After the excitement of seeing Podsreda and visiting the graves of possible distant relatives on Wednesday, we took Thursday easy: just a tour across the Karst and coastal areas of Slovenia, including a little jaunt through a cave. You know the drill.
When Mom told me she’d booked the tour, I assumed it would be the sort of tour you usually encounter abroad: huge busload of people shepherded around to different sites, plus motion sickness in three different languages. (Not to denigrate that sort of tour! They’re fine in small doses.) Instead, we ended up in a largish car with one (1) tour guide and two (2) awesome friends traveling together from Hong Kong. A five-person tour group is more my speed, definitely. Plus, our guide for the day was funny and natural, and she taught us how to count in Slovene!
First part of our relaxing, take-it-easy-day: Škocjan Caves! Obviously, this picture was taken before the actual spelunking, because we both still have light in our eyes and the will to live. (By the bye, I got permission from Mom to share pictures of her, so no more gold-star faces!)
So, you remember how I mentioned my mom’s dislike of heights? Turns out that in Škocjan Caves, there’s a high bridge you have to cross between the first and second halves, and the entire second half involves hugging a wall over an underground river. I thought it was pretty rad–I’d like to take a book back to the quiet first half of the caves and just enjoy the cool darkness–but Mom was not in her happy place. And I have to admit, it was A LOT OF WALKING. There were more stairs than any one cave should rightly have.
But hey! We made it! The non-metaphorical light at the end of the non-metaphorical tunnel!
Considerably sweatier, but triumphant.
And as a reward for exiting the cave, we got to walk up some more stairs, in order to get to more stairs, to take a short funicular ride, to take more stairs. But stairs with gorgeous scenery, at least.
And then: HAM.
Or more correctly, prosciutto! Cave-aged prosciutto special to the Karst region, because caves make everything taste better.
These pancakes were not aged in a cave, but they were pretty delicious anyway.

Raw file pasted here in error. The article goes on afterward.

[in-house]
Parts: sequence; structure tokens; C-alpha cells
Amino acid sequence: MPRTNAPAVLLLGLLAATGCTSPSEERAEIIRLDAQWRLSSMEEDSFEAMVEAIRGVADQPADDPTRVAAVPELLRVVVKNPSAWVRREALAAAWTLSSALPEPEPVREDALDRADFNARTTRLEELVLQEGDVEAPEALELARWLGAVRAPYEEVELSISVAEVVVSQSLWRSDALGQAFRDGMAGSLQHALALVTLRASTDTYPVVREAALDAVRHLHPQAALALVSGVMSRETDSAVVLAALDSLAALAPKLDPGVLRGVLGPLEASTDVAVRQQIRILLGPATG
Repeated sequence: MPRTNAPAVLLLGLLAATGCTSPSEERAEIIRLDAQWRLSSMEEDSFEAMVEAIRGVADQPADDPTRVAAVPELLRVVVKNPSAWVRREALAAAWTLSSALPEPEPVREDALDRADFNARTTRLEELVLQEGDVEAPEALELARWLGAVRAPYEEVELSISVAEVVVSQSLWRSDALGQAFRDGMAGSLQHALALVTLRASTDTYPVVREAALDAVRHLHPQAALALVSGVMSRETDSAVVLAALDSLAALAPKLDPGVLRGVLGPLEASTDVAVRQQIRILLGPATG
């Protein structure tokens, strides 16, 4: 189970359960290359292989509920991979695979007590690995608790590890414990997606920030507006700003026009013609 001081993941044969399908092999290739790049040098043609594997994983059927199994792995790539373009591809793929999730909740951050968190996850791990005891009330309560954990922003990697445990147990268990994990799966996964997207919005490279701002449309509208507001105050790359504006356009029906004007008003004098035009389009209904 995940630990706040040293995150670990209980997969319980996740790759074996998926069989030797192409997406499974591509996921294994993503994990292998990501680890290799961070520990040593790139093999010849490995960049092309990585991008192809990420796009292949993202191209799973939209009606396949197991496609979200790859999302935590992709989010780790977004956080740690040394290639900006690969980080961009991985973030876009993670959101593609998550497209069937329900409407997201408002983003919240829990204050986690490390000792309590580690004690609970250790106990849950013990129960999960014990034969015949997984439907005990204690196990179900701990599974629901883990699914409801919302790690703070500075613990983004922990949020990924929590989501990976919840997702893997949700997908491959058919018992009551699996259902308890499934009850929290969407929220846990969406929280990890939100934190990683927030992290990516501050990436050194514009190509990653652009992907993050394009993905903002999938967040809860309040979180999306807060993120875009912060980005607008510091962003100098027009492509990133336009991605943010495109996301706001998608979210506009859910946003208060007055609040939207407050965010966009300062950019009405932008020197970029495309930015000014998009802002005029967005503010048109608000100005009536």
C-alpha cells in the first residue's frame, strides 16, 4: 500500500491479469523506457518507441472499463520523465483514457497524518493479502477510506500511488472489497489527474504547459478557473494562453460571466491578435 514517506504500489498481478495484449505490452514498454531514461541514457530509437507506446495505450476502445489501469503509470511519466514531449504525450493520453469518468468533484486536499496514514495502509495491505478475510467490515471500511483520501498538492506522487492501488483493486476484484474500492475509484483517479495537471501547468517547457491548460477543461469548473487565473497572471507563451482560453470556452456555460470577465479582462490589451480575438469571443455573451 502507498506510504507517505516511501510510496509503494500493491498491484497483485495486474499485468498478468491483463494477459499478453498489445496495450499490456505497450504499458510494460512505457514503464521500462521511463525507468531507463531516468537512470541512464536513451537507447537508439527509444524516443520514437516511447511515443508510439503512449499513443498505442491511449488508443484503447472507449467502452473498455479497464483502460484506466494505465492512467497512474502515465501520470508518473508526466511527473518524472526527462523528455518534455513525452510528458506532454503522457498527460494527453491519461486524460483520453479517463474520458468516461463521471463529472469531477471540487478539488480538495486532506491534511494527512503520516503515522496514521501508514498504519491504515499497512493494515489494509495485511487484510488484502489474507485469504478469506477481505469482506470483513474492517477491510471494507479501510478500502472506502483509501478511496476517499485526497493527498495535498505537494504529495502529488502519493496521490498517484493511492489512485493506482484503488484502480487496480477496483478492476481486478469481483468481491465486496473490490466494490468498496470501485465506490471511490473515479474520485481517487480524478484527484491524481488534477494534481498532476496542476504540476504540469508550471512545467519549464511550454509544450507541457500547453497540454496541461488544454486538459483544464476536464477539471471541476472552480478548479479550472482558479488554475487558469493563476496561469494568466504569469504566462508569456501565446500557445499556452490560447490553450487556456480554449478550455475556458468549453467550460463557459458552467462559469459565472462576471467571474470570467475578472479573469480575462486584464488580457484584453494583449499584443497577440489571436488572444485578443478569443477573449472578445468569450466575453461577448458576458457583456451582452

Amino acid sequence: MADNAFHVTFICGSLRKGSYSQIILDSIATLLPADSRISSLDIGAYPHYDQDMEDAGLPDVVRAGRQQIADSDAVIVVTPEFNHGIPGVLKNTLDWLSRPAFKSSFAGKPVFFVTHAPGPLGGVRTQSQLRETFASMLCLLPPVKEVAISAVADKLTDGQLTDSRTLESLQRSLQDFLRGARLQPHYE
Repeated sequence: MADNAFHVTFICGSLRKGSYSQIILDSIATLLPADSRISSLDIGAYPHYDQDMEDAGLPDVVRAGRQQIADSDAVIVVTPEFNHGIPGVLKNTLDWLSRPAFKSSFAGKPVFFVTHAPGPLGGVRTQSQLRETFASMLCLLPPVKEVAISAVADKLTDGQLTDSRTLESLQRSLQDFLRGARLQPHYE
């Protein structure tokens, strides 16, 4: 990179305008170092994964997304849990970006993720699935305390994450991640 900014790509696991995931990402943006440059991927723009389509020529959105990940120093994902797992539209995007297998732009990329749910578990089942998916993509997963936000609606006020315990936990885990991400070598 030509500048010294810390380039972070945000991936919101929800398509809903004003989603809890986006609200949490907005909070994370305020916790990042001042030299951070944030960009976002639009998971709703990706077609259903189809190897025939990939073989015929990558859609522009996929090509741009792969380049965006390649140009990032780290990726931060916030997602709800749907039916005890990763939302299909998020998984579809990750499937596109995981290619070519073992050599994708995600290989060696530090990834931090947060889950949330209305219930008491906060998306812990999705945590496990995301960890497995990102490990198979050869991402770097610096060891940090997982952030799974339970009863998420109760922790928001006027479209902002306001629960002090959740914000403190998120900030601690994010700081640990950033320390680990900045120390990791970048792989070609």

When we headed back outside to resume our drive, another storm was rolling in. It held off while we briefly crossed the Italian border and came back again (hey, now I can say I’ve been to Italy!), but things opened up on the way to the Lipica Stud Farm.
That’s okay, though–the green linden trees and the rain made the grazing Lipizzaners look like a herd of unicorns. Pretty, ridiculously expensive unicorns. We peeked at them until raindrops started coming in through the windows in earnest, and then we started the looooong drive to Piran. Not long due to distance, particularly, but rather to the May Day holiday weekend. Despite the variable weather (and I assume it’s like this every spring, with the surprise thunderstorms followed by sunny spells), people were heading to the coast in droves, so we had a lot of car time to hang out and chat about socialism. Tour guide’s opinion: it wasn’t that bad.
And finally, Piran! Hello, Piran! What a gorgeous Mediterranean seaside town, am I right? Obviously this is a special newfound opinion I’m holding and in no way the reason that people flock to Piran when the weather’s pretty.
Mom opted to stay at ground level while I climbed another hill to check things out from above.
I abstained from going up the really tall clock tower, but it was still pretty sweet. I could see both Italy and Croatia because the rain had cleared up a bit!
Then, you know, I went around taking pictures of moss and doors like any good pseudo-artsy tourist.
And more pastel buildings! Ah, these pastel buildings, I will never tire of them. May I one day be fortunate enough to move into a house and paint it the color of key lime pie.
The water was pretty cold, but I dabbled my fingers in the Adriatic Sea nevertheless, just to say I had. (And also to wash some of the cave dust off my boots. So, so cavey.) We only had an hour and a half, so I met back up with Mom and we ate some ice cream, bought some salt products–this may be the saltiest vacation I’ve ever been on–and debated whether a human-sized mortadella on display at the street market was for real or not. Pretty soon it was time to go to our last stop of the day:
Predjama Castle! The name translates to Front-of-the-Cave, which is rather apt, and apparently there’s a famous Slovenian legend about its owner getting killed on the toilet. Our guide advised us that the inside isn’t very interesting since it’s missing most of the furniture, so instead she told us the story about poor Erazem Lueger and his potty-death while we boggled at how someone would even begin building a castle in a cave mouth.
On the way back to Ljubljana, things turned cold again and we passed several bonfires of people burning up damaged wood from that aforementioned winter ice storm. I was sad to say goodbye to our guide-slash-chauffeur–as Mom said, she made you feel like it wasn’t even her job, which is a great skill in a tour guide. Thank you for the wonderful, stair-filled day, Ms. Guide!
Weird European Graffiti tally:
6. Possible new Adventure Time character, the Baron of Cheez-Whiz.